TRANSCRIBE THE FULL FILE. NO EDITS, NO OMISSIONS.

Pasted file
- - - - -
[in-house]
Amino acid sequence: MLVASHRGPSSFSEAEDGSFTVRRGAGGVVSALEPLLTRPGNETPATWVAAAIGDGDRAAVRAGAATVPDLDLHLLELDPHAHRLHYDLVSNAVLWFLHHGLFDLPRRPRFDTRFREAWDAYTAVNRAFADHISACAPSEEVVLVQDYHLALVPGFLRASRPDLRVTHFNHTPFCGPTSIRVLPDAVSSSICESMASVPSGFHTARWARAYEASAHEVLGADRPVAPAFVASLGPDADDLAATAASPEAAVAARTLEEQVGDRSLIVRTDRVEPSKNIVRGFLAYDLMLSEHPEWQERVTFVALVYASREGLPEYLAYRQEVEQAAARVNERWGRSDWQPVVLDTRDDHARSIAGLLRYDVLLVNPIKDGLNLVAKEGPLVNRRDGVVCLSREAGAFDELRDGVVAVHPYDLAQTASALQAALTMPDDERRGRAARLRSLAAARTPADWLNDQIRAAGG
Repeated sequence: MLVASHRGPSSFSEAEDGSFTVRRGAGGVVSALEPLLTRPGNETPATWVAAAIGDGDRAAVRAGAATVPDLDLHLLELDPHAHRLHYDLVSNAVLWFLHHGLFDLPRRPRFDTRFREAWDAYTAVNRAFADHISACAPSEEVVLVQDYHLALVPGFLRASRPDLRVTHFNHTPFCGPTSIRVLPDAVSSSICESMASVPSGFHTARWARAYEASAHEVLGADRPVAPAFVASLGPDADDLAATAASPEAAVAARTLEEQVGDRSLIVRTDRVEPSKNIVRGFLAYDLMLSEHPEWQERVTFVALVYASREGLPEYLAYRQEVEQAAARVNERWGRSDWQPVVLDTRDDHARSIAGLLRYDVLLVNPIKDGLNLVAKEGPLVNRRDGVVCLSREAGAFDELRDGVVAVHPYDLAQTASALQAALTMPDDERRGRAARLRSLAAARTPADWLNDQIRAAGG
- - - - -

[in-house]
Amino acid sequence: MLVASHRGPSSFSEAEDGSFTVRRGAGGVVSALEPLLTRPGNETPATWVAAAIGDGDRAAVRAGAATVPDLDLHLLELDPHAHRLHYDLVSNAVLWFLHHGLFDLPRRPRFDTRFREAWDAYTAVNRAFADHISACAPSEEVVLVQDYHLALVPGFLRASRPDLRVTHFNHTPFCGPTSIRVLPDAVSSSICESMASVPSGFHTARWARAYEASAHEVLGADRPVAPAFVASLGPDADDLAATAASPEAAVAARTLEEQVGDRSLIVRTDRVEPSKNIVRGFLAYDLMLSEHPEWQERVTFVALVYASREGLPEYLAYRQEVEQAAARVNERWGRSDWQPVVLDTRDDHARSIAGLLRYDVLLVNPIKDGLNLVAKEGPLVNRRDGVVCLSREAGAFDELRDGVVAVHPYDLAQTASALQAALTMPDDERRGRAARLRSLAAARTPADWLNDQIRAAGG
Repeated sequence: MLVASHRGPSSFSEAEDGSFTVRRGAGGVVSALEPLLTRPGNETPATWVAAAIGDGDRAAVRAGAATVPDLDLHLLELDPHAHRLHYDLVSNAVLWFLHHGLFDLPRRPRFDTRFREAWDAYTAVNRAFADHISACAPSEEVVLVQDYHLALVPGFLRASRPDLRVTHFNHTPFCGPTSIRVLPDAVSSSICESMASVPSGFHTARWARAYEASAHEVLGADRPVAPAFVASLGPDADDLAATAASPEAAVAARTLEEQVGDRSLIVRTDRVEPSKNIVRGFLAYDLMLSEHPEWQERVTFVALVYASREGLPEYLAYRQEVEQAAARVNERWGRSDWQPVVLDTRDDHARSIAGLLRYDVLLVNPIKDGLNLVAKEGPLVNRRDGVVCLSREAGAFDELRDGVVAVHPYDLAQTASALQAALTMPDDERRGRAARLRSLAAARTPADWLNDQIRAAGG